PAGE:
Opening Reception: Sunday January 29, 1-4 pm
"Beyond the Sentilnels" by Ryan Pecknick, photography
This series of photographs entitled, “Contemporary Landscapes” focuses on using the formal visual cues of contrast, line and color to bring forth the beauty found in contrasting forms and visual systems that reflect both the benefits and problems that come with land development. At the same time, this work is meant to show what is physically happening to our land and how our expansion could be done with more care, consideration, and celebration of the natural element of our suburban environment. Ryan chose these images because over time he sees the imperfections and disorder of the natural world come through the human organization.
"Sough Shore View" by Lisa Binnie, photography
The Leslie Street Spit is an otherworldly place of contradictions. Feral yet tended, landscape and waterscape, it is a renowned conservation area built on demolition waste located at the foot of Leslie Street in Toronto. The Spit generates a lot of art-making, in evidence on its rubble beaches and in the myriad responses one finds in galleries and books.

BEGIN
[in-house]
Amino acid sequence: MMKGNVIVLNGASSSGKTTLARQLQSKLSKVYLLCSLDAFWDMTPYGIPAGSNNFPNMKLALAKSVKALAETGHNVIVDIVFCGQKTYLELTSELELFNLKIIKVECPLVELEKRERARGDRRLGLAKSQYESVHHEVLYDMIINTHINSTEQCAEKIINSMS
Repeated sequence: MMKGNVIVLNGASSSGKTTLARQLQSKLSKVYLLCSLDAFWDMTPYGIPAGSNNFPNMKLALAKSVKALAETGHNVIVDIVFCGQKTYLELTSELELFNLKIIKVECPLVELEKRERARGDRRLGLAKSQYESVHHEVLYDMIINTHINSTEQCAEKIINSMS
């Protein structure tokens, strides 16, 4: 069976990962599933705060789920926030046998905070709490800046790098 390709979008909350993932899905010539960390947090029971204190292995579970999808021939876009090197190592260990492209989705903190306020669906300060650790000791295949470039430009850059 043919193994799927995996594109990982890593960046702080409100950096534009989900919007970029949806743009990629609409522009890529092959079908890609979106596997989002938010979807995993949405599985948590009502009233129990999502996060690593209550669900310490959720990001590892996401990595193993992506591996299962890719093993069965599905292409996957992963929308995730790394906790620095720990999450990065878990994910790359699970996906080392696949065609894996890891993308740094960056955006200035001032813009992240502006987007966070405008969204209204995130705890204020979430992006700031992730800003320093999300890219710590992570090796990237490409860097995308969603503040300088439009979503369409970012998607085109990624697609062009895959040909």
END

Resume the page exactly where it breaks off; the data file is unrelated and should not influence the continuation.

The selected photographs in this series come from Lisa’s own Leslie Spit Project. They were shot from dusk on, well into the night under the full moon. The resulting images are evocative, strange, almost romantic. The long exposures capture things we don’t see when we’re there: colour at night, stark reaching shadows, smeared trails of branches and flowers as they whip back and forth in the wind. You can almost hear the coyotes howl and the insects buzz all around you.
"Vaughn Mills" by Moira Ness, photography
A city paused, beautiful without sound.
Lights are turned on and the visual experience of a urban landscape setting,
otherwise in darkness, is transformed. Unseen spatial relationships reveal
themselves in the night lighting.
Driving around Toronto at night has led Moira to notice areas with intriguing ambient
lighting. She tries to isolate and preserve these scenes. Moira likes to share landscapes that
the public might not fully recognize. They may associate feelings of familiarity with
the landscape, but only completely know the scene in daylight.